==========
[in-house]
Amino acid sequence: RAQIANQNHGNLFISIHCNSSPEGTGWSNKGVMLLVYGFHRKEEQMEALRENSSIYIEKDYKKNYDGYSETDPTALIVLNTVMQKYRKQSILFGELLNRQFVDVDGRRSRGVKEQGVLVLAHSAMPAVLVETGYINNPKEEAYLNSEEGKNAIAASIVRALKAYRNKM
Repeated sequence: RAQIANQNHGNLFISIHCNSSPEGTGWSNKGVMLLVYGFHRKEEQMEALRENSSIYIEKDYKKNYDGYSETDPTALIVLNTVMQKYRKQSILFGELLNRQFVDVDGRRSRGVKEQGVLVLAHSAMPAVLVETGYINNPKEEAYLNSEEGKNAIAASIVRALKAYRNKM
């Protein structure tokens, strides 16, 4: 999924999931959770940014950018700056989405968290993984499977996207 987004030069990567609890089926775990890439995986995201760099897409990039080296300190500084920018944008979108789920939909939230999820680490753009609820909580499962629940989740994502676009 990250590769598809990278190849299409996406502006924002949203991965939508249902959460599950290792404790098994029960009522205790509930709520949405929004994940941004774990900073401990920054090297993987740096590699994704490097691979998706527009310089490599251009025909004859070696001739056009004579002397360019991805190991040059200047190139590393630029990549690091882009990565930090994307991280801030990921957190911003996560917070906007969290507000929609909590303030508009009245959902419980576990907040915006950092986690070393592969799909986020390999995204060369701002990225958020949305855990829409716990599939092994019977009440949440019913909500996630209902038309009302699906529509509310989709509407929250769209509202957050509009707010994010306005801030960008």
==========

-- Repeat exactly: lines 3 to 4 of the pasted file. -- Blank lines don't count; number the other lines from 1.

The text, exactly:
Repeated sequence: RAQIANQNHGNLFISIHCNSSPEGTGWSNKGVMLLVYGFHRKEEQMEALRENSSIYIEKDYKKNYDGYSETDPTALIVLNTVMQKYRKQSILFGELLNRQFVDVDGRRSRGVKEQGVLVLAHSAMPAVLVETGYINNPKEEAYLNSEEGKNAIAASIVRALKAYRNKM
């Protein structure tokens, strides 16, 4: 999924999931959770940014950018700056989405968290993984499977996207 987004030069990567609890089926775990890439995986995201760099897409990039080296300190500084920018944008979108789920939909939230999820680490753009609820909580499962629940989740994502676009 990250590769598809990278190849299409996406502006924002949203991965939508249902959460599950290792404790098994029960009522205790509930709520949405929004994940941004774990900073401990920054090297993987740096590699994704490097691979998706527009310089490599251009025909004859070696001739056009004579002397360019991805190991040059200047190139590393630029990549690091882009990565930090994307991280801030990921957190911003996560917070906007969290507000929609909590303030508009009245959902419980576990907040915006950092986690070393592969799909986020390999995204060369701002990225958020949305855990829409716990599939092994019977009440949440019913909500996630209902038309009302699906529509509310989709509407929250769209509202957050509009707010994010306005801030960008």